Over the years, the IRS has been cracking down on fraudulent deductions. You want to make sure that these deductions are appropriate for your situation.
Other Business Expenses
What else can you deduct from your taxes? There are plenty of standard deductions for other business expenses. For something to be qualified as deductible, that expense must be considered “ordinary and necessary.” What does that mean? The expense must be common and also helpful for your industry. For example, you cannot take a lavish vacation and deduct the expenses, claiming it was a necessary part of your business.
There are some common business expenses for your taxes.
If your business manufactures products or purchases items for resale, then you can deduct the cost of goods sold. You may write off direct labor costs, factory overhead, storage fees, and the cost of the raw products on your taxes.
Capital expenses are the costs that are required to operate your business. There are three types of capital expenses: business assets, improvements, and startup costs.
You may deduct certain car expenses if you use the vehicle as a part of the business. Like the home office write-off, you can deduct a certain percentage of the car’s usage. For example, business owners can calculate the miles driven for business purposes to receive a deduction.
You might be able to deduct rental expenses if you do not own the business property. In some situations, the interest could be deducted if an owner borrowed money for the business. You can also deduct state, local, federal, and foreign taxes from your taxes.
Travel expenses are also eligible, but you can only claim them if you reimburse those costs under an accountable plan. Once again, travel expenses must be related to the business and not for personal use.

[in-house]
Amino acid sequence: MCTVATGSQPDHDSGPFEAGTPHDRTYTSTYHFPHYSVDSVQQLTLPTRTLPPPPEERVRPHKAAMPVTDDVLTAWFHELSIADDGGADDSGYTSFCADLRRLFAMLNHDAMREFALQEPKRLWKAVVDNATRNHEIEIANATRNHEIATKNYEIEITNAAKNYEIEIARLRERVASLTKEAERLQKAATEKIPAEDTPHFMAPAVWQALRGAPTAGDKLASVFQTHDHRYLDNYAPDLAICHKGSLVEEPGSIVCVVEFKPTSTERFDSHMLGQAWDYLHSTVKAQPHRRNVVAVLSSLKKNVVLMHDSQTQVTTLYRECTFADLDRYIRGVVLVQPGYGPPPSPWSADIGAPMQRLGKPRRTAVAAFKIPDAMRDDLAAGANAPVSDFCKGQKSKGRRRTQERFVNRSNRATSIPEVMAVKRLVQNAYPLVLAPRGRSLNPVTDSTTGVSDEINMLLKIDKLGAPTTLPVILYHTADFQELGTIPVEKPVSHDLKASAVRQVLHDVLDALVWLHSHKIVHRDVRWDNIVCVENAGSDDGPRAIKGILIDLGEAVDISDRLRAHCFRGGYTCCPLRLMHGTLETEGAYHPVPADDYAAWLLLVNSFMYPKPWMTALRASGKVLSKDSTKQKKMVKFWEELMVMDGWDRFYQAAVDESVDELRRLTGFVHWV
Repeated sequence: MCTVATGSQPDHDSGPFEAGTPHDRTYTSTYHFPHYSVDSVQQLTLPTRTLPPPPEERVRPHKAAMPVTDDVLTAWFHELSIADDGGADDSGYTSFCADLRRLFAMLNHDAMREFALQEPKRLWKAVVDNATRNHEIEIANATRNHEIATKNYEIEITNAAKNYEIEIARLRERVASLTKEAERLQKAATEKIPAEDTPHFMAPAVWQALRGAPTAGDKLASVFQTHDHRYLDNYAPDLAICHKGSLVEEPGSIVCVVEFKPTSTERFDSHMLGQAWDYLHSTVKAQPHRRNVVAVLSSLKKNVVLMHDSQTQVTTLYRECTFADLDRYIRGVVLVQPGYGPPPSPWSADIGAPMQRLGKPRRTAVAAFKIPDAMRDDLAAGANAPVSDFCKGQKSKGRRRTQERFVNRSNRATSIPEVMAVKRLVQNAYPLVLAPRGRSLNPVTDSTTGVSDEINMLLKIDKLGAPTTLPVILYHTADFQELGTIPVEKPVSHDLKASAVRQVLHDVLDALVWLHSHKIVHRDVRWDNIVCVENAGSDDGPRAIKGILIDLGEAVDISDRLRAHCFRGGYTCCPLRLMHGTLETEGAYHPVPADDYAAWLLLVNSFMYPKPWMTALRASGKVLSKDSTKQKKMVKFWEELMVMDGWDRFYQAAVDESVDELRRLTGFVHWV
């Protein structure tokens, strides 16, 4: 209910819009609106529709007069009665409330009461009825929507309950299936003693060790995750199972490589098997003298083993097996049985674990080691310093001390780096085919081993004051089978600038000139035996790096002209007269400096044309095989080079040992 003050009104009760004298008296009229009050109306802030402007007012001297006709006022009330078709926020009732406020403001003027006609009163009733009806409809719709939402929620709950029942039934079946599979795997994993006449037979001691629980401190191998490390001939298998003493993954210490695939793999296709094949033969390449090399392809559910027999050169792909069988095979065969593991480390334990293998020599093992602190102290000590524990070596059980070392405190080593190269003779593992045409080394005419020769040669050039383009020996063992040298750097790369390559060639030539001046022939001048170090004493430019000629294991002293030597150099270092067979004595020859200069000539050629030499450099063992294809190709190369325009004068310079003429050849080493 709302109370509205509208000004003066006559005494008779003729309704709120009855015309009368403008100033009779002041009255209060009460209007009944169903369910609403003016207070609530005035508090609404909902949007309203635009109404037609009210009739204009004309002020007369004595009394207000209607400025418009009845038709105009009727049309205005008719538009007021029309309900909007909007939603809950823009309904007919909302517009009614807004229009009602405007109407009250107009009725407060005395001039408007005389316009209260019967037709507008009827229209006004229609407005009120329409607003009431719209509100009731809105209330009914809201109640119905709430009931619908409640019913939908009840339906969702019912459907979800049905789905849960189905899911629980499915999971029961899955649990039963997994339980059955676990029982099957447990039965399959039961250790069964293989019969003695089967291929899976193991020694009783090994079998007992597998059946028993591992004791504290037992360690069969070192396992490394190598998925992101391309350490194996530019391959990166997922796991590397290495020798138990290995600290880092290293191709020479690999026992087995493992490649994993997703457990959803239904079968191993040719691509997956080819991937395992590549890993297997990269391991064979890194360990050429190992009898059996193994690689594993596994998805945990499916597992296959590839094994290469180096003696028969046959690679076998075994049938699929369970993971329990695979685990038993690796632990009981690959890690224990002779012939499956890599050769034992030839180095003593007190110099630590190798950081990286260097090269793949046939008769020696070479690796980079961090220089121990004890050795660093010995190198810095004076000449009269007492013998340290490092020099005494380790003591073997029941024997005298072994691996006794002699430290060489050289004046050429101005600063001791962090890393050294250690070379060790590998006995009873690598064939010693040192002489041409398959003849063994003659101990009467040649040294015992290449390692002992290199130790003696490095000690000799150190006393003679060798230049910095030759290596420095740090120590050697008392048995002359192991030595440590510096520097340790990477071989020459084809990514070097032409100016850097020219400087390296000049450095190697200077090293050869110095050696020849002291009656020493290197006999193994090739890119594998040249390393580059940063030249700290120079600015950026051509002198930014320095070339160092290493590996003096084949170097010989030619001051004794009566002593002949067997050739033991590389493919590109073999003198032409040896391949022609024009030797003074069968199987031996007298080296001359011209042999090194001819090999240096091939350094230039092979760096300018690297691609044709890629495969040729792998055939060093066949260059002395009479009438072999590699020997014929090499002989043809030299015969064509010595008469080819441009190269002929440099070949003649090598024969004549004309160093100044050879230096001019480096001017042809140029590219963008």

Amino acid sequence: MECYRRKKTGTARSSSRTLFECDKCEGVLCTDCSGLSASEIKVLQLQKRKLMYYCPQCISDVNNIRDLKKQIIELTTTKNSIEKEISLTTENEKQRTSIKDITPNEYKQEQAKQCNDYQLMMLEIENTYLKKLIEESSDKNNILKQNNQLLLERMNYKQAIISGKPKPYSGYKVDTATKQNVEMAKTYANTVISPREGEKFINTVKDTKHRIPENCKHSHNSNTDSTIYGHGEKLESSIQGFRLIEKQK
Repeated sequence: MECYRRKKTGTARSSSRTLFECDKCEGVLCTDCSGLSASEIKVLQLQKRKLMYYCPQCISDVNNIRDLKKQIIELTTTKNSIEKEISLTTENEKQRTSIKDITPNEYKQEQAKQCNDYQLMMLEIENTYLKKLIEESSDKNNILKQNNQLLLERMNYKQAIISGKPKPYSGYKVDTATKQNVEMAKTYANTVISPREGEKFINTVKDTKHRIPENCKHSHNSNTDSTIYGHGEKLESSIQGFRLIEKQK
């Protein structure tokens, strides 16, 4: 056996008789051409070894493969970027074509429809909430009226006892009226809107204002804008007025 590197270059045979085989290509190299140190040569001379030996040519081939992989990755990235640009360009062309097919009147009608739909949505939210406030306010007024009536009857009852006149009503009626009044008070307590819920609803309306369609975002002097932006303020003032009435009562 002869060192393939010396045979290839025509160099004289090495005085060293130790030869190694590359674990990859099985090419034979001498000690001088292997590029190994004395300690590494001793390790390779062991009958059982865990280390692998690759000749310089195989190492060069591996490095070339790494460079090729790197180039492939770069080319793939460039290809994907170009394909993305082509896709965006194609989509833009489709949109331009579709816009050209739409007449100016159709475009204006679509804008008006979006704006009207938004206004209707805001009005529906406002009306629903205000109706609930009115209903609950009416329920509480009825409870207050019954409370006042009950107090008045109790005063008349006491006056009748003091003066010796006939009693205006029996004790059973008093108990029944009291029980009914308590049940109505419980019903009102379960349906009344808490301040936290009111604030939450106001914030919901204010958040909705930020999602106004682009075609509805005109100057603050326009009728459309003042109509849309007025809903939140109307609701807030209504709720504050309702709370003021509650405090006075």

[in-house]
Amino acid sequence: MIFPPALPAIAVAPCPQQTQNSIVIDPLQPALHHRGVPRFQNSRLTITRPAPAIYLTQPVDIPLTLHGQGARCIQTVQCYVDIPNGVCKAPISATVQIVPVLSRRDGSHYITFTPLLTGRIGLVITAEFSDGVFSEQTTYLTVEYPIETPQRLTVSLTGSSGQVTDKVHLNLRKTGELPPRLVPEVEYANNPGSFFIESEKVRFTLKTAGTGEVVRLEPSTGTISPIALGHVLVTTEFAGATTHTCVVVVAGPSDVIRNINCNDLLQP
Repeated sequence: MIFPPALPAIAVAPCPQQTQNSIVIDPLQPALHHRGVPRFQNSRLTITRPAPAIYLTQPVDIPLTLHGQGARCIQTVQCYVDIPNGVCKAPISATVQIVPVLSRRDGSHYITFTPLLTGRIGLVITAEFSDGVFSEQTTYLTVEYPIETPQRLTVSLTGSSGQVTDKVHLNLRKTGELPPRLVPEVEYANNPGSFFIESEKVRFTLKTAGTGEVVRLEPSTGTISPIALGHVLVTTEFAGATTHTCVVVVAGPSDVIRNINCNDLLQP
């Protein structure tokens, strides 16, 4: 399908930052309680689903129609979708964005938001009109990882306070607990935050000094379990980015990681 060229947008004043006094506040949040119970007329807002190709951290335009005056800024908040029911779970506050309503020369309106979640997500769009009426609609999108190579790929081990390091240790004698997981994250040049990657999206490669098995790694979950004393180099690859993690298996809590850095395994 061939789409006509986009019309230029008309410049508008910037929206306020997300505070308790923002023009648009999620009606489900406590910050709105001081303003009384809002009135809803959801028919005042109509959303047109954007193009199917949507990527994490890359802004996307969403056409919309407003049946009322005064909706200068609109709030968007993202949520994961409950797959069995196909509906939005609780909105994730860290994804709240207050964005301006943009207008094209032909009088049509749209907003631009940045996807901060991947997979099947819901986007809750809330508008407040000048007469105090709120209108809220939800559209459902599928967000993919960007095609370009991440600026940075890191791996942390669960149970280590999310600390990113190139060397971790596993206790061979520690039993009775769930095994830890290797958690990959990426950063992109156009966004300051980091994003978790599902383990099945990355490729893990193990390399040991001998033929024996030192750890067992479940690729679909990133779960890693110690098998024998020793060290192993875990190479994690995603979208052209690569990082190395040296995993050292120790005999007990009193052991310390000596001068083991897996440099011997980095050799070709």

Any supplies or materials are deductible from your taxes. Plus, professional services are also considered a business expense. You can write off those fees from a lawyer, bookkeeper, or an accounting firm.
Finally, all of your business development and marketing expenses are eligible for a write-off. These business expenses are used to find and keep clients. With that, you can deduct them from your yearly taxes.
Many people are hesitant to take some deductions off their taxes. The IRS provides detailed explanations of these expenses on their website, which can help you determine what is eligible for a deduction. Completing your taxes can be challenging, especially for small business owners working from home. You may want to find an experienced accountant for your small business to help make the correct deductions on your taxes.
Need a South Jersey Accountant for Your Small Business?
At TMD Accounting, we have over 40 years of helping small businesses in the Gloucester County area. Our team can assist with your taxes, payroll, and bookkeeping needs. When you need a flexible and affordable option, we are here to help. Schedule a consultation by calling us at 856-228-2205.